Skip to Content

GSA approves sale of Trump’s D.C. hotel lease

By Jonathan O'Connell

The General Services Administration has approved the sale of former president Donald Trump’s D.C. hotel lease to Miami investment fund CGI Merchant Group, the agency said Friday.

The agency said it approved CGI as a buyer after reviewing the company’s agreement with Hilton Worldwide, which will turn the hotel into a Waldorf Astoria, as well as the company’s financial capabilities and ability to secure bank financing.

“The confirmation was based on an extensive and exhaustive due diligence review of the documentation provided in support of the proposed assignment,” the agency said in a statement Friday.

While GSA’s decision was largely perfunctory, it moves Trump’s business one step closer toward unloading a hotel that became a center of controversy during his presidency — and which has recently draw interest from New York prosecutors looking into whether he misled the government in his initial application for the lease.

Leading Congressional Democrats have raised concerns about lease sale, asking GSA to investigate the Trump Organization’s management of the property or void his lease, particularly after Trump’s longtime accounting firm said last month that his financial statements — including those he provided to the GSA to get the lease — “should no longer be relied upon.”

“The original sin by GSA to allow President Trump to hold this lease and benefit has tainted this whole process. Today’s decision doubles down and abets the Trump family’s continued profiteering off the presidency,” Rep. Gerald E. Connolly (D-Va.) said in a statement on the GSA’s decision on Friday. “This is a stain on federal procurement that will not wash away.”

Trump’s lease only required GSA to perform a limited review, includingwhether a prospective buyer has the experience and financial assets to manage and operate the property. The deal is expected to close in coming weeks, according to a person familiar with the transaction who spoke on the condition of anonymity to share private business dealings.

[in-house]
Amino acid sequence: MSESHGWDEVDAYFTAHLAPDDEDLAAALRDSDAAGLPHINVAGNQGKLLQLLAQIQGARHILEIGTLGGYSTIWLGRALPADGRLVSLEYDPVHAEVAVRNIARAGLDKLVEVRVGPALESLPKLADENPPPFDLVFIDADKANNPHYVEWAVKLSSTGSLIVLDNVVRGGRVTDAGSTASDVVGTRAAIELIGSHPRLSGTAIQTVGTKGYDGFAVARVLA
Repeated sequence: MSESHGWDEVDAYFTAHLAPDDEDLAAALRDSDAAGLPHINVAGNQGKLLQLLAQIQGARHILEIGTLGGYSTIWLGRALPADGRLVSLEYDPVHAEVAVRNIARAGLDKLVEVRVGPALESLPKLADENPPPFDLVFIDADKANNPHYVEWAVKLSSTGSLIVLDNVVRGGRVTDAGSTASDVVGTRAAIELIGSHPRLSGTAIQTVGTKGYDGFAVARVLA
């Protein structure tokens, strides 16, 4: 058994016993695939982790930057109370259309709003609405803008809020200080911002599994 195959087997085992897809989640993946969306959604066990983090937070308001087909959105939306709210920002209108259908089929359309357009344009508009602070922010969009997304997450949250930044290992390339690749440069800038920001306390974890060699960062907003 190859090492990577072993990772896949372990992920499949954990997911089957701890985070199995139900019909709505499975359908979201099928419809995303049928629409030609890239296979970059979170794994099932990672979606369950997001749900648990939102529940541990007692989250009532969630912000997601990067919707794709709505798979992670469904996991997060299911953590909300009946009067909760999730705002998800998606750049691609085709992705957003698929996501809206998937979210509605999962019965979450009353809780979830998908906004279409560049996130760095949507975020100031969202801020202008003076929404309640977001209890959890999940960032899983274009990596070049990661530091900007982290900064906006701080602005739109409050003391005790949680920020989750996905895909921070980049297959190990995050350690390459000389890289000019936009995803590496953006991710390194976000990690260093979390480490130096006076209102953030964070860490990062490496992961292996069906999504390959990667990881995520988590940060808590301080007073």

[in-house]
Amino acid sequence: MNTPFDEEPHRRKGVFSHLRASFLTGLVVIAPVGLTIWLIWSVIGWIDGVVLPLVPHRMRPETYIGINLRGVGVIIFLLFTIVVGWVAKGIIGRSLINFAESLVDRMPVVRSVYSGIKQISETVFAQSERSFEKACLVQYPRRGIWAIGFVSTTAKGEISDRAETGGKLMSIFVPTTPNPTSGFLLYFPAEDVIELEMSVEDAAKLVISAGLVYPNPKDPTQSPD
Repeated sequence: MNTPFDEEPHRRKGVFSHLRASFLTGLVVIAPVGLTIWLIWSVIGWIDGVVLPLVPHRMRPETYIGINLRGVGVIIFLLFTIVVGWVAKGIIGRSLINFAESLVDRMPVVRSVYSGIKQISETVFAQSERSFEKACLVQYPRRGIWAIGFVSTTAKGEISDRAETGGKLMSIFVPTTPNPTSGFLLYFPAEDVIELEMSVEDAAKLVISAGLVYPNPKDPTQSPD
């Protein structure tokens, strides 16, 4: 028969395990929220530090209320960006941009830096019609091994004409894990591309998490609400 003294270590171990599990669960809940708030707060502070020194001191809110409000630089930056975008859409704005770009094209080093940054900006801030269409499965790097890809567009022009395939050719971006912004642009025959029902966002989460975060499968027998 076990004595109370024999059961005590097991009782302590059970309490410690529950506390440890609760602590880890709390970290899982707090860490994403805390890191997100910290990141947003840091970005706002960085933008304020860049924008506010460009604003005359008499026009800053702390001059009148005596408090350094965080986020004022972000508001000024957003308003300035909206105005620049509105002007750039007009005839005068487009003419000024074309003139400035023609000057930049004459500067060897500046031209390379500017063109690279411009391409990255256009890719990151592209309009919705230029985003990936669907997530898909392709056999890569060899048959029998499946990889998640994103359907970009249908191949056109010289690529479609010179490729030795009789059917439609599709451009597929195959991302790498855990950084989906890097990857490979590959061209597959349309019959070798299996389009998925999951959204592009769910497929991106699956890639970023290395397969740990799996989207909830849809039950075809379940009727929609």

Although the hotel struggled financially during most of the Trump’s time in office due to his controversial brand, the lease is expected to sell to CGI for $375 million, well beyond most experts’ estimates of what the property is worth. A sale at that price would deliver Trump an estimated profit of more than $100 million, according to analyses by industry analysts.

New York Attorney General Letitia James (D) last month subpoenaed the GSA for information about how the agency selected Trump for the lease, according to two people familiar with the request.

But the GSA under three presidents — Obama, Trump and now Biden — has taken no known action to intervene in Trump’s lease.

The building, the federally owned Old Post Office Pavilion on Pennsylvania Avenue, is one of the most treasured historic buildings in the city. Trump signed a lease for the building in 2013 and spent more than $200 million developing it into a 263-room luxury hotel that opened in late 2016.

Should he complete the sale, Trump would have to repay Deutsche Bank $170 million he borrowed to build the project. On top of the roughly $3 million he has been paying the GSA annually in base rent, the lease also stipulates that Trump pay a small share of the purchase price to GSA.

The hotel became a central gathering place for Republicans during Trump’s presidency but attracted tremendous controversy because foreign leaders, company executives and other people with business before the White House began staying there. Leading Democrats in Congress, as well as the attorneys general of D.C. and Maryland, filed suits alleging that Trump’s ownership of it violated a constitutional ban on payments to a sitting president, but Trump was never found of any wrongdoing and the cases were dropped.

Back to top